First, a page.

TAKE CHILD VENDORS OFF THE STREETS — Activists say kids are at risk while selling during Christmas

December 22, 2016
Jermaine Barnaby/Freelance Photographer A young boy tends to good at his stall on Beckford Street in Kingston on Monday.

Seasonal vendors are known to join the trade during Christmas, and children as young as seven years old are not exempt as schools are on break, and according to a youngster, he has to 'hustle' his holiday money.

The Office of the Children's Advocate (OCA), however, said the agency is monitoring child vending and will get involved if they have to.

"Well, at this point, it's monitoring. We get involved if the other players are not taking children off the streets. If they default in their duties, that's where we get involved," Children's Advocate Diahann Gordon Harrison told THE STAR yesterday.

When told about the numerous children partaking in vending, Gordon Harrison said she was aware of their involvement.

"Any amount of work shouldn't endanger the child. Whether it is being out late or on the roads, and with vehicular traffic, their safety is paramount. We would hope the other agencies are proactive in dealing with the issue."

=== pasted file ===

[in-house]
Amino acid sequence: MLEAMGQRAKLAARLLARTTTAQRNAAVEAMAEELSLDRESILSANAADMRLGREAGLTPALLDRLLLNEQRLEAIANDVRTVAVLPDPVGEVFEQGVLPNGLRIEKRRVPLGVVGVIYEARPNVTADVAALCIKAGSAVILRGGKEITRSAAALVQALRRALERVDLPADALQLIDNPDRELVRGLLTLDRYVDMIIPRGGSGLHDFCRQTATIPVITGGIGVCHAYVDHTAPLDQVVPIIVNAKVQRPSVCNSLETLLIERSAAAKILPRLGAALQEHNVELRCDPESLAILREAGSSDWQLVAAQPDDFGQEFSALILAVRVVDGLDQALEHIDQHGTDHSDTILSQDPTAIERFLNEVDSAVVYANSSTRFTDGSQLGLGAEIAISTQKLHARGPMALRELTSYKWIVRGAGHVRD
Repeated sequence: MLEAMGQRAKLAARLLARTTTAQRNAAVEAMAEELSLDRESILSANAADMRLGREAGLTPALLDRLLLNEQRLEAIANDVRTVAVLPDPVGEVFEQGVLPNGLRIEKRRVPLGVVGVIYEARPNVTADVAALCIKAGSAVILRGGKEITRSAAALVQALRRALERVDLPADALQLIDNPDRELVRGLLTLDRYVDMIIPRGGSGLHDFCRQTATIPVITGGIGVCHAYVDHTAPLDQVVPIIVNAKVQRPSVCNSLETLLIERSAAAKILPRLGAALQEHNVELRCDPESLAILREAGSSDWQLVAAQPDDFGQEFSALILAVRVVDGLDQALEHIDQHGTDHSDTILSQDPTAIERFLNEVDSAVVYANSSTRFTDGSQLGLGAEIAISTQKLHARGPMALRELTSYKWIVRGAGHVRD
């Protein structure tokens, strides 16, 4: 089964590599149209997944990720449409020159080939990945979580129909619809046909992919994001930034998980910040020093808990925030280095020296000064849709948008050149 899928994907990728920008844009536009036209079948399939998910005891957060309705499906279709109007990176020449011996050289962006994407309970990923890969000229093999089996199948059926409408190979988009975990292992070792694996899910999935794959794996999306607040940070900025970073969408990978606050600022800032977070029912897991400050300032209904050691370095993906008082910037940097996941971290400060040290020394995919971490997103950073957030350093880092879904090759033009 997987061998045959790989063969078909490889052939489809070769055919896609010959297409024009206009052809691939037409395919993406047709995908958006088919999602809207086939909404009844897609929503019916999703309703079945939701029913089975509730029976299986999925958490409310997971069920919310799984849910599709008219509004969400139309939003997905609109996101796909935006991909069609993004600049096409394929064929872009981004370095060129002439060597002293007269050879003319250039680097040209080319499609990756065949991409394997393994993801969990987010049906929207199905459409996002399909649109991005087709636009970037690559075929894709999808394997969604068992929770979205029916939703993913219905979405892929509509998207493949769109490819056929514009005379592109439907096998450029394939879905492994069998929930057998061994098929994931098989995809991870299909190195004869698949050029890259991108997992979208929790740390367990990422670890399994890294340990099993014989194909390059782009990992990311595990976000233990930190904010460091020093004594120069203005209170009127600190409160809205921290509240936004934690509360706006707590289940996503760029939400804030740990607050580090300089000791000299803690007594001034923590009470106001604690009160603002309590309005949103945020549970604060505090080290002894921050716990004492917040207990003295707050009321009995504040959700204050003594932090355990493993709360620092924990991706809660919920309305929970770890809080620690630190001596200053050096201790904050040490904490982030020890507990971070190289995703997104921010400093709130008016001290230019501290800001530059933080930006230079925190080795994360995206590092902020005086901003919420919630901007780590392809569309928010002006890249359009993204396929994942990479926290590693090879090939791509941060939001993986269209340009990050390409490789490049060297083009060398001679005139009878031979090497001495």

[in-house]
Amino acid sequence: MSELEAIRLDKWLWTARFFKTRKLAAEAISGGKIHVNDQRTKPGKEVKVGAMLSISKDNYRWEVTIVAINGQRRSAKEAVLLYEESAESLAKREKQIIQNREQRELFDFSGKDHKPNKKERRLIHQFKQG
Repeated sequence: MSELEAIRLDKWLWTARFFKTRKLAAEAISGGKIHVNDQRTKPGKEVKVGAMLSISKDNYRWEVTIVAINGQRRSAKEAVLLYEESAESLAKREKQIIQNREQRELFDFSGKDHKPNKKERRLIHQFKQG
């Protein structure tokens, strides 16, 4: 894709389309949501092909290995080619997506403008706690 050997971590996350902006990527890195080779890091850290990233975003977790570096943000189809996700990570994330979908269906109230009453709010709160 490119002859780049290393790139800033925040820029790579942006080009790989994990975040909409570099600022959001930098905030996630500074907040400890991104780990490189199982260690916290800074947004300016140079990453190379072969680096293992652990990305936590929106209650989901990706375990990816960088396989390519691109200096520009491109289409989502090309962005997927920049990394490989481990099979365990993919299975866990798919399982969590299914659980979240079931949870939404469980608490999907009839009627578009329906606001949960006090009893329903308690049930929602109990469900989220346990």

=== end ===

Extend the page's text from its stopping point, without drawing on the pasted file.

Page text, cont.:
During a recent visit to Beckford Street in downtown Kingston, THE STAR spoke with several children who were vending in the unauthorised zone.

A seven-year-old boy told THE STAR, "Mi a hustle for my holiday money. A Christmas time now, enuh."

child labour

That was all he said, while selling eyeglasses and other merchandise, with his much younger sidekick in tow.

There were no adults in proximity to where they were standing.

Meanwhile, Betty-Ann Blaine of Hear the Children's Cry denounced the act and said that child labour under the Child Care and Protection Act is illegal.

"The Act speaks to any kind of work that inhibits the child to be educated or limit their freedom. If we are a country of law, we should decide if we are going to obey the law," she said.

Though she understands that some parents are strapped for cash, she said other factors must be considered.

"These parents don't have anybody to supervise the children at home so they are there with them, where they can see them. It's better to have the child beside you than to leave them at home in an environment that is vulnerable. We don't support them selling by themselves," she said, adding that decent employment must be provided for parents so that the children don't have to take to the streets.

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